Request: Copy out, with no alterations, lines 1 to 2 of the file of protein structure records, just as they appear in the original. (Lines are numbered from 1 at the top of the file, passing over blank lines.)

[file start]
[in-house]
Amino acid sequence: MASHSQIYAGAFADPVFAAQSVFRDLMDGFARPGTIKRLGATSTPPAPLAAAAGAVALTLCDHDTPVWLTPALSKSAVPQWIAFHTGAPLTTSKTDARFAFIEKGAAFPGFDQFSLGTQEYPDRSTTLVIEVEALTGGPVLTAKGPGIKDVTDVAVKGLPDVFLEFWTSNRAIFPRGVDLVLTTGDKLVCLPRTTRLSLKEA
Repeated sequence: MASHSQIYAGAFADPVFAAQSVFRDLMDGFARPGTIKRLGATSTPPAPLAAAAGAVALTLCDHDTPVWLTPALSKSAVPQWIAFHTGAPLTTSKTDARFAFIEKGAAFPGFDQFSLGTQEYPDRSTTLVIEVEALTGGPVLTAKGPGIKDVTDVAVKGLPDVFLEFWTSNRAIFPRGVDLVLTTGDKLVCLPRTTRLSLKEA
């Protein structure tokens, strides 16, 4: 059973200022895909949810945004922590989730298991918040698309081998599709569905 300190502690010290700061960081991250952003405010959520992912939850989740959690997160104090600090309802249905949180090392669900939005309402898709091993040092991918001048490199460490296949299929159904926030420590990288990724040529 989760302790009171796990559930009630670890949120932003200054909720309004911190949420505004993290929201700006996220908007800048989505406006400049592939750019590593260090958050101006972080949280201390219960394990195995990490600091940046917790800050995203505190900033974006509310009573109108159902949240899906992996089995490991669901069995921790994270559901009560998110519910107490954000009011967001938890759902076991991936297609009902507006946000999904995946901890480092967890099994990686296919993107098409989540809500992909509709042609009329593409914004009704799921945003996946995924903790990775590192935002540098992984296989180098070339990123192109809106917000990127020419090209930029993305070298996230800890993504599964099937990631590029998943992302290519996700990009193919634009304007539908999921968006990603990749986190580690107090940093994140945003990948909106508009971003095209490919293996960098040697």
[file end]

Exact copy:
[in-house]
Amino acid sequence: MASHSQIYAGAFADPVFAAQSVFRDLMDGFARPGTIKRLGATSTPPAPLAAAAGAVALTLCDHDTPVWLTPALSKSAVPQWIAFHTGAPLTTSKTDARFAFIEKGAAFPGFDQFSLGTQEYPDRSTTLVIEVEALTGGPVLTAKGPGIKDVTDVAVKGLPDVFLEFWTSNRAIFPRGVDLVLTTGDKLVCLPRTTRLSLKEA